A total of 77,000 home refinances under the guidelines of the Obama administration’s Home Affordable Refinance Program were processed in the March ending quarter of 2014, according to figures released by the Federal Housing Finance Agency.
About 370,000 refinances in total were processed in quarter one 2014, but only 21 percent (about 77,000) were under the HARP umbrella. This marked the fourth consecutive quarter where total refinances went down, and a sign that increasing mortgage interest rates have been a significant factor in the slowdown of broader refinance activity.
Be that as it may, HARP participation rates have not satisfied government agencies, as far fewer consumers than expected have taken advantage of the initiative. When HARP was launched in 2009, the FHFA originally predicted that four to five million Americans would sign up for it, but several variables, including mortgage rate hikes and arguably restrictive requirements, have adversely affected consumer participation.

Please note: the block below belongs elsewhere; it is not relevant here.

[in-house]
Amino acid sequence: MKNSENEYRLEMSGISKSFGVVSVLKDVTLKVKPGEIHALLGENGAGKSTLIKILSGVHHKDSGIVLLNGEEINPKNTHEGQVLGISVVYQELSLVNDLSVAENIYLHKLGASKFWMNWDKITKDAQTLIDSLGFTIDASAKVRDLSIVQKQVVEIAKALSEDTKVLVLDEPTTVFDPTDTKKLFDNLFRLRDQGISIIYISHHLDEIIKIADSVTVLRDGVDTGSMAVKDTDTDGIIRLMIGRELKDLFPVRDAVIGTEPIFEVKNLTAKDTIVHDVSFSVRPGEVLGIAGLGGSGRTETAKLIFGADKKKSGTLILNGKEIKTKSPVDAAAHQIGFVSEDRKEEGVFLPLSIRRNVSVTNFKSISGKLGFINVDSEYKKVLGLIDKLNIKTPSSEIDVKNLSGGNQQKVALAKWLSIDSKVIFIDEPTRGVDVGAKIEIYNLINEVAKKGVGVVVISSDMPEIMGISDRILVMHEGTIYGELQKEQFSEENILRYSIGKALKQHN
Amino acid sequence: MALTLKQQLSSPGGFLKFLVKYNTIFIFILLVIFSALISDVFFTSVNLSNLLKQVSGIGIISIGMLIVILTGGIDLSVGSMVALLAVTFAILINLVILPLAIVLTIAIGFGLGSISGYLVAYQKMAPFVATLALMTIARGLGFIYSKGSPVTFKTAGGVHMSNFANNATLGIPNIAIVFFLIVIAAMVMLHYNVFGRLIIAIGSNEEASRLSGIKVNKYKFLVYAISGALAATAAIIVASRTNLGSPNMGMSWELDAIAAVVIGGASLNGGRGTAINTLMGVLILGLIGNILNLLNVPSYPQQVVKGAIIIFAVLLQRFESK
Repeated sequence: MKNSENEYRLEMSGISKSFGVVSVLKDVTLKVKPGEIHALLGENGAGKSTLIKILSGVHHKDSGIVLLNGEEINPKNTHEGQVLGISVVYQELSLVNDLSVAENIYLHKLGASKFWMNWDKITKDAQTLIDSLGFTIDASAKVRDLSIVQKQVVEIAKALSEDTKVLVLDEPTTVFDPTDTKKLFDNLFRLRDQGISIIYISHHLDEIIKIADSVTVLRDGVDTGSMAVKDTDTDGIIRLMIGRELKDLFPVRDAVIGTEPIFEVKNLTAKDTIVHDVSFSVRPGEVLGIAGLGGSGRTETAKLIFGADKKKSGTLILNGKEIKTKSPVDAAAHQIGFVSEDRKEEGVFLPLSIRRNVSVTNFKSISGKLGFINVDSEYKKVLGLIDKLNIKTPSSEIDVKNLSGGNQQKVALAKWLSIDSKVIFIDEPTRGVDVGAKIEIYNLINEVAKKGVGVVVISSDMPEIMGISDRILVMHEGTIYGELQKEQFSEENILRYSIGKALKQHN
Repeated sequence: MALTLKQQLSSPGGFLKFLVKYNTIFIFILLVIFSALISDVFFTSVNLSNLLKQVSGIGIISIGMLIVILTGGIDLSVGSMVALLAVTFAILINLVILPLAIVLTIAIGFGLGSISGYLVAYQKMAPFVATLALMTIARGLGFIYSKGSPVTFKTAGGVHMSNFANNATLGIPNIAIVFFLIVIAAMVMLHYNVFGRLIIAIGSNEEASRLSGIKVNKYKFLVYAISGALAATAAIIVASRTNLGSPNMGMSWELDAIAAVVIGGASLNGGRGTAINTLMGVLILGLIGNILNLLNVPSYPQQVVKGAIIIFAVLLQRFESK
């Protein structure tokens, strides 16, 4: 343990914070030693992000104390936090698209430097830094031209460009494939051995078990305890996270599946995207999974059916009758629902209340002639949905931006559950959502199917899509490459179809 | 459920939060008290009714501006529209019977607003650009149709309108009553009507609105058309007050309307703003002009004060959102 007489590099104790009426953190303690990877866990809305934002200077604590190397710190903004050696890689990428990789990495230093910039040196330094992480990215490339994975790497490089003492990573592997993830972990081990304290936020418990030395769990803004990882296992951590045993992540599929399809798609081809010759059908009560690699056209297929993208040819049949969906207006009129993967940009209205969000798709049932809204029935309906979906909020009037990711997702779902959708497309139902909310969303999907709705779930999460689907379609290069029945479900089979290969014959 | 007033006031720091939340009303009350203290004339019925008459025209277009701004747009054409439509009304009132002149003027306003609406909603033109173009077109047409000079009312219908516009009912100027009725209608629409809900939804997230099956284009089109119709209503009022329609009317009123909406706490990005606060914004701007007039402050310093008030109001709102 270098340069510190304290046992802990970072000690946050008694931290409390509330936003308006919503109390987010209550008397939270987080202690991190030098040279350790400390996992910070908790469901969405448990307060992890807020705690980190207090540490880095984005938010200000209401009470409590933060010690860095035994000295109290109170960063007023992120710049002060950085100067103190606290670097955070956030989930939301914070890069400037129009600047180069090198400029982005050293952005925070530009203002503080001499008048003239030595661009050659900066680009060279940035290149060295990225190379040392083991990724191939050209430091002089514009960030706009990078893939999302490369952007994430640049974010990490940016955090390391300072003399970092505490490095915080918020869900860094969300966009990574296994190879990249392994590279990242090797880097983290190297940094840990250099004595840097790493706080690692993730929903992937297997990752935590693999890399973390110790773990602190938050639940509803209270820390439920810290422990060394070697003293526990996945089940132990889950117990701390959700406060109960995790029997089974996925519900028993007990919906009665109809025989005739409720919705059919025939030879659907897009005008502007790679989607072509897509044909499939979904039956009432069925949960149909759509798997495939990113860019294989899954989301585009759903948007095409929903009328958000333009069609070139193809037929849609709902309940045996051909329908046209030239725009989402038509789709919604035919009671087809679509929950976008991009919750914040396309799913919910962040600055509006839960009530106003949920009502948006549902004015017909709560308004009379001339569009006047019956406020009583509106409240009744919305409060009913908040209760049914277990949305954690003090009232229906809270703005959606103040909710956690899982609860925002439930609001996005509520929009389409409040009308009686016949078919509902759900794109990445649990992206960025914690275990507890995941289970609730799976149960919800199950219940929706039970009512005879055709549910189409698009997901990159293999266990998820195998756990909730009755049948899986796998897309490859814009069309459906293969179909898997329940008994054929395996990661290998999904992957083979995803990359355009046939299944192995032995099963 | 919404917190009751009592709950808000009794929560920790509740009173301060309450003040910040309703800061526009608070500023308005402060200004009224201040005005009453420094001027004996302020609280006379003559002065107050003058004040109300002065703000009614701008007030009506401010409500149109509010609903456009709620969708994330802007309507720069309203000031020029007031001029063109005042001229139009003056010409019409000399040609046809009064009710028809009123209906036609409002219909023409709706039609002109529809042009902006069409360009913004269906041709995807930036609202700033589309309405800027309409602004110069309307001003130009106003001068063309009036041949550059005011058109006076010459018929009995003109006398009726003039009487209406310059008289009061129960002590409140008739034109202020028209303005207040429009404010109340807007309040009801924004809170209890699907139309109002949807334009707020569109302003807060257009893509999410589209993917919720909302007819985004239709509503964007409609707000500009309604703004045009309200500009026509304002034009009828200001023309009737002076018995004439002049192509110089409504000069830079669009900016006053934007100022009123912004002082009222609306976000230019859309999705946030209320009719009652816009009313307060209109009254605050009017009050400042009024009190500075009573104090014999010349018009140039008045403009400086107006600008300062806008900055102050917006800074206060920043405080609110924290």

The HARP program was reformatted in light of complaints that it was too hard to qualify for; working closely with Fannie Mae and Freddie Mac, the FHFA identified some key “pain points” that had caused consumers to stay away from HARP. This included the restriction on loan-to-value ratios of greater than 125 percent, and the short 15-month duration of the program.
As such, HARP 2.0 was launched in late 2011, and the program was also extended to December 31, 2015, with the 125 percent LTV cap removed. This had driven an increase in participation, but recent figures have not been too encouraging in terms of consumers taking advantage of HARP’s benefits. Currently, about 750,000 borrowers can theoretically qualify for HARP, but have yet to take advantage of the initiative.